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New trail signs spark confusion

The Inter-Mountain photo by Brooke Hinzman Crews work recently on the Elkins Rail Trail Connector, which will expand the Allegheny Highlands Trail.

ELKINS — New traffic signs have been placed in town in preparation for cyclists who will make use of the Allegheny Highlands Trail.

The Elkins Rail Trail Connector was placed in October at the current trail head, located along U.S. 219, and work is currently underway on the section of road leading from the connector downhill across Harrison Avenue on their way to the Elkins Depot Welcome Center.

Last week the new signs were placed by Penn Line on Martin Street.

On Monday, Tyler Beaty, a project manager for J.F. Allen Company, who won the bid for the connector project, explained the reasoning for the new signs.

“The majority of the signs are for bikes,” Beaty said. “However, the stop signs are for both. The pre-existing stop signs are for cars and the new signs are for bikes. The stop signs for bikes are for bikers to stop so that they do not cross traffic because the traffic does not yield.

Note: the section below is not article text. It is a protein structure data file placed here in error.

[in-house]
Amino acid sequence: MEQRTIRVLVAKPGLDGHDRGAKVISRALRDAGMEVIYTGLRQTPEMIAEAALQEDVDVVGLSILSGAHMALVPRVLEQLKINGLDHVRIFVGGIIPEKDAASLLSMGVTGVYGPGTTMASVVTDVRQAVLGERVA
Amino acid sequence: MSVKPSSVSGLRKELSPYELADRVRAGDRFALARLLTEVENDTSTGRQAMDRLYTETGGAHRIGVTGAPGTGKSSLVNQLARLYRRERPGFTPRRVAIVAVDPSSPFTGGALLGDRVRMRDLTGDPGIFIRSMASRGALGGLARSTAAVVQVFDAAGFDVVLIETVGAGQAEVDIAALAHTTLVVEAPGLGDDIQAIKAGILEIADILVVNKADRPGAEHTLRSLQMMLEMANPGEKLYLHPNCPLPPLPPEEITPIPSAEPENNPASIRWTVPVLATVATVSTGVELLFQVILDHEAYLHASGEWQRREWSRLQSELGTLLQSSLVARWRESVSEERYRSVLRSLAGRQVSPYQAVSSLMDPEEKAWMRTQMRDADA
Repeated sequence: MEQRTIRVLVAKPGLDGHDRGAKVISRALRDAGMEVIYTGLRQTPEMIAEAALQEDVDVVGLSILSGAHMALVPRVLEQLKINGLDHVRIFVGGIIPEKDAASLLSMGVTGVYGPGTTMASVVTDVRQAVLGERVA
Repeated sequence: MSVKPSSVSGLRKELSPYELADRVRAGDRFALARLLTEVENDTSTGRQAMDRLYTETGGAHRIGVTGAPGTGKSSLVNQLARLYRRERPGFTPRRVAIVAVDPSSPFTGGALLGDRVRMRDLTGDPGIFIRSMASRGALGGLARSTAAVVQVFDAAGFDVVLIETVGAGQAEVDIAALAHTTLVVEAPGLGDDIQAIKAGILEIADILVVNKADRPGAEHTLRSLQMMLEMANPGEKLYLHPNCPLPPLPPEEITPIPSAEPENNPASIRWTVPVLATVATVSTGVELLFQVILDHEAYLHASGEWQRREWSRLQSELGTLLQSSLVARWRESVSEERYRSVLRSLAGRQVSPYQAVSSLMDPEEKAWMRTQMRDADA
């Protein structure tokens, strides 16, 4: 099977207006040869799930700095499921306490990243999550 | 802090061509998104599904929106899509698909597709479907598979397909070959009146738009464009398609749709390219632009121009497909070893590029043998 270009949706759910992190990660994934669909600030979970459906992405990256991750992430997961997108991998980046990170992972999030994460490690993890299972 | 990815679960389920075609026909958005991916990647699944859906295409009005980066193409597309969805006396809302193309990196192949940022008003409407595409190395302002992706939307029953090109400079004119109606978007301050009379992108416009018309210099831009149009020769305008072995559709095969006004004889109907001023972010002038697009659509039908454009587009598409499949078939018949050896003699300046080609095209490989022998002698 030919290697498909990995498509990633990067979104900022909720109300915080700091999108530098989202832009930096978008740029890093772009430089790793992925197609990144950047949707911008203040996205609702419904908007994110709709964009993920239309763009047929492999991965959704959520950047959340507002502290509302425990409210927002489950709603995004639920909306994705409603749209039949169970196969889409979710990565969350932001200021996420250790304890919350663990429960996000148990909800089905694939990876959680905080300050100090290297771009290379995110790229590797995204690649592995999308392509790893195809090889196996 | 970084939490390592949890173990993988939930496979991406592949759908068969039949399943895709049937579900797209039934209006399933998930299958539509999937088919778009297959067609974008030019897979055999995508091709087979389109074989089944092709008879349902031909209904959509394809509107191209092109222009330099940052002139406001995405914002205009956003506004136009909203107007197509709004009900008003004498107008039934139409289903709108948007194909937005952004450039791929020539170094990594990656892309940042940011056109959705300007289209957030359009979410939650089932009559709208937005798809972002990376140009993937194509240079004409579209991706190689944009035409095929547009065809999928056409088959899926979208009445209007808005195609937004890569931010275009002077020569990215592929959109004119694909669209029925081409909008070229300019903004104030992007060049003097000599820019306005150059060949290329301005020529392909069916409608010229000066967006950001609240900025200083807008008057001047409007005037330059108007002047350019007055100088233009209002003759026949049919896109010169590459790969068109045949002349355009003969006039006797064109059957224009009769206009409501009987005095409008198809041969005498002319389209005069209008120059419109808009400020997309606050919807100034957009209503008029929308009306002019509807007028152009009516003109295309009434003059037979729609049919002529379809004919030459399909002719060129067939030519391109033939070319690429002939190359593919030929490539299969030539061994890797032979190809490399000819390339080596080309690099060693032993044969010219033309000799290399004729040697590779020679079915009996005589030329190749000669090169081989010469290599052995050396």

The Inter-Mountain photo New traffic signs relating to the bike trail were installed in Elkins last week

“We are building the bike trail there, so those signs are part of the trail plans that the Randolph County Development Authority drew up,” he said. “Part of the plan is that we would install those signs.”

Beaty said it has not been decided if additional road signs will be place.

Bob Pingley, operations manager for the City of Elkins, acknowledged that the new signs may not be clear in their messaging.

“The signs are confusing but we are looking into it to see if there is a way to reduce that confusion and make it a little clearer about what’s going on,” Pingley said Monday afternoon. “I don’t have any answers on what is going to happen right now but it is an issue that may cause some confusion.”

During a May 2018 Randolph County Development Authority meeting, board members accepted a bid from J.F. Allen Company, of Buckhannon, for the connector project.

The bid accepted was in the amount of $2,318,755.20 and included directional signals to be painted on the roadway.

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